Supreme Court rejects California's immunity for COVID-19 prison deaths


The Supreme Court on Monday rejected an appeal by California prison officials who sought immunity from lawsuits over transferring prisoners with COVID-19 to San Quentin in May 2020, killing 26 inmates and one guard. Death had occurred.

The judges dismissed the appeals without comment or dissent.

The transfer decision was later dismissed by state lawmakers as a “failure”, “disgusting” and “the worst prison health mess in state history.”

The California Institution for Men in Chino was hit hard by COVID-19. In May 2020, nine of its inmates died and nearly 600 were infected.

There were no known cases in San Quentin at that time. In an effort to prevent further losses at CIM, prison officials decided to transfer 122 inmates from Chino North to San Quentin.

Within days, San Quentin reported 25 COVID cases among 122 new arrivals. Within three weeks, the virus spread to 499 other people.
By early September, at least 2,100 inmates and 270 staff had tested positive.

The state now faces four major lawsuits from the families of those who died, as well as inmates and staff who were infected but survived.

Those lawsuits can move forward now that California's federal courts and Supreme Court have rejected the state's claim that prison officials had “qualified immunity” that protected them from prosecution.

That controversial doctrine often protects police officers from lawsuits. Judges have said that police and other government officials can be prosecuted for violating the constitutional rights of individuals, but only if they knowingly violated a “clearly established” right.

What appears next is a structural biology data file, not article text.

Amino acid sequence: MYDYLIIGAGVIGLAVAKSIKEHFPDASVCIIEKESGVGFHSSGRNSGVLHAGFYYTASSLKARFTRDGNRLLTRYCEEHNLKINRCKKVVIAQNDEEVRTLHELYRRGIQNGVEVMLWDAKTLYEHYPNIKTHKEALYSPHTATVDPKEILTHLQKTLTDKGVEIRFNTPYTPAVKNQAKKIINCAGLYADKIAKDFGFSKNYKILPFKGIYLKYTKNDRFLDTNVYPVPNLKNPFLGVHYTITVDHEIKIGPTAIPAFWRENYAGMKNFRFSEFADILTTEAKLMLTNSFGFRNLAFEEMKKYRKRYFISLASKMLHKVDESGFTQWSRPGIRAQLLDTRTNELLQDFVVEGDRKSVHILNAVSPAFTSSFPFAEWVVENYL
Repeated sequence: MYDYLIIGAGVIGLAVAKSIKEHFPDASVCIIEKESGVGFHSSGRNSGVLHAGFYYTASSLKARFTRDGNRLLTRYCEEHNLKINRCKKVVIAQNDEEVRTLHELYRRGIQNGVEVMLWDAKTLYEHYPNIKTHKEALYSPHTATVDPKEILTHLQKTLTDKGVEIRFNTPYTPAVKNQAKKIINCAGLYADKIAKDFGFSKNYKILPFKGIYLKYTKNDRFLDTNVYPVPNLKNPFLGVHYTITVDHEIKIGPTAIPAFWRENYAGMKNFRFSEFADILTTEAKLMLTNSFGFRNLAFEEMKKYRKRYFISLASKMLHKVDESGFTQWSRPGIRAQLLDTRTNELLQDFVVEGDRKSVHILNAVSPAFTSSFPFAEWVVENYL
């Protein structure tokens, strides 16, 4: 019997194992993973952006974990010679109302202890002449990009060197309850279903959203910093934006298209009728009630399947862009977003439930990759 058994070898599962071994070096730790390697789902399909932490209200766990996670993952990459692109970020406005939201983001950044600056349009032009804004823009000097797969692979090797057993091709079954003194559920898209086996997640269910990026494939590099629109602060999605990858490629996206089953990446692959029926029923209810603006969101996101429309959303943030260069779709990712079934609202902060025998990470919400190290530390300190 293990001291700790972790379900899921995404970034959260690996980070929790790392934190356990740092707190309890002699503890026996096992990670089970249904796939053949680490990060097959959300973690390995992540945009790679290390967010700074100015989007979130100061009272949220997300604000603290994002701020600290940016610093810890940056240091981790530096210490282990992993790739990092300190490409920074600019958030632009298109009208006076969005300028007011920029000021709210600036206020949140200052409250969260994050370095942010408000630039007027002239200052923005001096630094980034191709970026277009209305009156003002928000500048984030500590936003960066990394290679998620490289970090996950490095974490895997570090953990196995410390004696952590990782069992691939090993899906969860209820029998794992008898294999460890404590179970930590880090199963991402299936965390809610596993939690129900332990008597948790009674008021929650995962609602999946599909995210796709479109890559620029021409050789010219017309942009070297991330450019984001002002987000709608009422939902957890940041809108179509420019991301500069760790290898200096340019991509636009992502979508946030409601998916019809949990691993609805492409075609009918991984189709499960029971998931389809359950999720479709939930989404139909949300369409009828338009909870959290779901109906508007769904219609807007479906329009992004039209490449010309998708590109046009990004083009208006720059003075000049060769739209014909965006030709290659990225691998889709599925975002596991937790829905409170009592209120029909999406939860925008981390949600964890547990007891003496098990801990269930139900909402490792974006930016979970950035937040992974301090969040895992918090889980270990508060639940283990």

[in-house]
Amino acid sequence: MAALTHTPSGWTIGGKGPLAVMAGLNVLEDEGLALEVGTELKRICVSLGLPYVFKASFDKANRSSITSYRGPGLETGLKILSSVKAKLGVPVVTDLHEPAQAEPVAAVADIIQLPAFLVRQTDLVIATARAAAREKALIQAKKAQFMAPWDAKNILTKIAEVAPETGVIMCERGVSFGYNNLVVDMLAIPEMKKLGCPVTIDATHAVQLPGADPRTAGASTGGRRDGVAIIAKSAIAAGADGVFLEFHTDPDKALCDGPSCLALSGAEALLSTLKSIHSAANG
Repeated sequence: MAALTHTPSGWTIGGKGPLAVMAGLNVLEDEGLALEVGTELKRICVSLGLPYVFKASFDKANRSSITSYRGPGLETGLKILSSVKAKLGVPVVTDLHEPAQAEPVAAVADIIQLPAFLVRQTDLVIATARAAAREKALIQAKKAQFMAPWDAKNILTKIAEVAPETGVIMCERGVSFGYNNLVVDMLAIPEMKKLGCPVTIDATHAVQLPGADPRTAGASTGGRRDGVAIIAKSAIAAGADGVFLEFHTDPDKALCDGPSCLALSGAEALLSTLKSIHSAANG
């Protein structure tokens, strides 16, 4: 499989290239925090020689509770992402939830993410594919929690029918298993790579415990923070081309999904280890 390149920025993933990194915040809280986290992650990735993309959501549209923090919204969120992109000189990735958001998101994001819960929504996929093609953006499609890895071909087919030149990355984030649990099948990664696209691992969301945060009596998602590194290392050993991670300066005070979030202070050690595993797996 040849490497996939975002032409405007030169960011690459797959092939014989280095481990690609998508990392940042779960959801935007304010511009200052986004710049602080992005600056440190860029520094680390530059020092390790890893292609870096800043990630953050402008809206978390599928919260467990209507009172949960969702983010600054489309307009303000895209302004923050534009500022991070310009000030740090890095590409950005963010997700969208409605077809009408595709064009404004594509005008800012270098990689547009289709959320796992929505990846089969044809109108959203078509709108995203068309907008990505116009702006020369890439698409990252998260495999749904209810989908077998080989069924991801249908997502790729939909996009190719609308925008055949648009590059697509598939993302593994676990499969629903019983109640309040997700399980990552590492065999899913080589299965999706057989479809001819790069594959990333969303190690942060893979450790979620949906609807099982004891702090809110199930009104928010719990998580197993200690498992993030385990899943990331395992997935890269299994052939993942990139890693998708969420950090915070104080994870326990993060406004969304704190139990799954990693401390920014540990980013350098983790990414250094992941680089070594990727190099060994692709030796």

Courts have held that police officers must frequently decide whether, for example, a suspect being pursued has a gun. For this reason, courts sometimes protect officers from prosecution for “unreasonable seizure” if an officer shoots a fleeing person based on the mistaken belief that the suspect was armed.

Lawyers for the families said the cases pending in the prison are quite different, as prison officials decided to carry out the transfers without taking the precautions deemed necessary at the time.

The guard who died, Sergeant Gilbert Polanco, was 55 years old and had worked at San Quentin for more than two decades. He had multiple health conditions, including obesity, diabetes and high blood pressure, which would have put him at higher risk if he contracted COVID-19.

His duties during the pandemic included transporting sick inmates to local hospitals, but lawyers said prison officials refused to provide him or the inmates with personal protective equipment.
In late June 2020, he became infected with COVID-19 and after a prolonged hospital stay, he died in August.

In Polanco's case, the lawsuit alleges that he lost his life due to a “state-created threat.”

The U.S. 9th Circuit Court of Appeals said prison officials affirmatively exposed Polanco to a danger he would not otherwise have faced and failed to take steps to protect him from the danger they created.

The Supreme Court has previously ruled that prisoners have the right to be protected against “unnecessary and uncontrolled pain”, including “deliberate indifference to their serious medical needs”. Lawyers for San Quentin inmates said prison officials could be held liable under that standard.

Lawyers for the state of California urged the Supreme Court to review and overturn a 9th Circuit decision that had rejected a qualified immunity defense for prison officers.

“The facts of these cases are undeniably tragic,” he said. But “in the early months of the COVID-19 pandemic, when little was known about the disease and testing supplies were limited, responding officers attempted to protect the lives of many vulnerable inmates who were being held in a prison where the virus It was massive.” ,

With the benefit of hindsight, they agreed that his actions may have been considered wrong, but “no clearly established law dictated to him that his alleged mismanagement of the COVID-19 pandemic at San Quentin prison Was unconstitutional.”

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